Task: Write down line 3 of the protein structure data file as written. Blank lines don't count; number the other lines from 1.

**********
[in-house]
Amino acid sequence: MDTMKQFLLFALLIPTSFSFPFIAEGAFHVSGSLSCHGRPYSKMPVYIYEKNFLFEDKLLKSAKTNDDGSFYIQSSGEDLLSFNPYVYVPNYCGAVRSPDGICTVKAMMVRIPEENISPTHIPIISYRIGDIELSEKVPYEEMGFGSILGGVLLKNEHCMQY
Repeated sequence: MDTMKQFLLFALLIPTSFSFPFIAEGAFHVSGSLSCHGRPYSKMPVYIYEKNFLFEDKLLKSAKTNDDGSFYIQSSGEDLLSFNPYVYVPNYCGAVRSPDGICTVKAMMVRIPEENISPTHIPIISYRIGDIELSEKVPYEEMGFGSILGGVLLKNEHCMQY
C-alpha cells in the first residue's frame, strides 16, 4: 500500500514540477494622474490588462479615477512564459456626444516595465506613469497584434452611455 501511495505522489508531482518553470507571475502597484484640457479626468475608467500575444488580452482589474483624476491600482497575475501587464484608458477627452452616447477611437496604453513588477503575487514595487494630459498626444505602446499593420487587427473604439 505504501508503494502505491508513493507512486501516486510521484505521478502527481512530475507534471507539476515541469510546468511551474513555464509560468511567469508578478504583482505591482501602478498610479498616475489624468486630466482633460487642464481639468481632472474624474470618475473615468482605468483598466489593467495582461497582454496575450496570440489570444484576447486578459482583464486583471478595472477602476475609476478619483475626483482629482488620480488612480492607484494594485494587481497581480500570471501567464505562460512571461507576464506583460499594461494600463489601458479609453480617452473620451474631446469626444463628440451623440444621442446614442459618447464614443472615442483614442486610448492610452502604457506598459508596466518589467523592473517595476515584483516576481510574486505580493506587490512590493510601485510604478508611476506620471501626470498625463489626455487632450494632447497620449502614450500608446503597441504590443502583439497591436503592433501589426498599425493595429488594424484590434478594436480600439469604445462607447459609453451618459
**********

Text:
Repeated sequence: MDTMKQFLLFALLIPTSFSFPFIAEGAFHVSGSLSCHGRPYSKMPVYIYEKNFLFEDKLLKSAKTNDDGSFYIQSSGEDLLSFNPYVYVPNYCGAVRSPDGICTVKAMMVRIPEENISPTHIPIISYRIGDIELSEKVPYEEMGFGSILGGVLLKNEHCMQY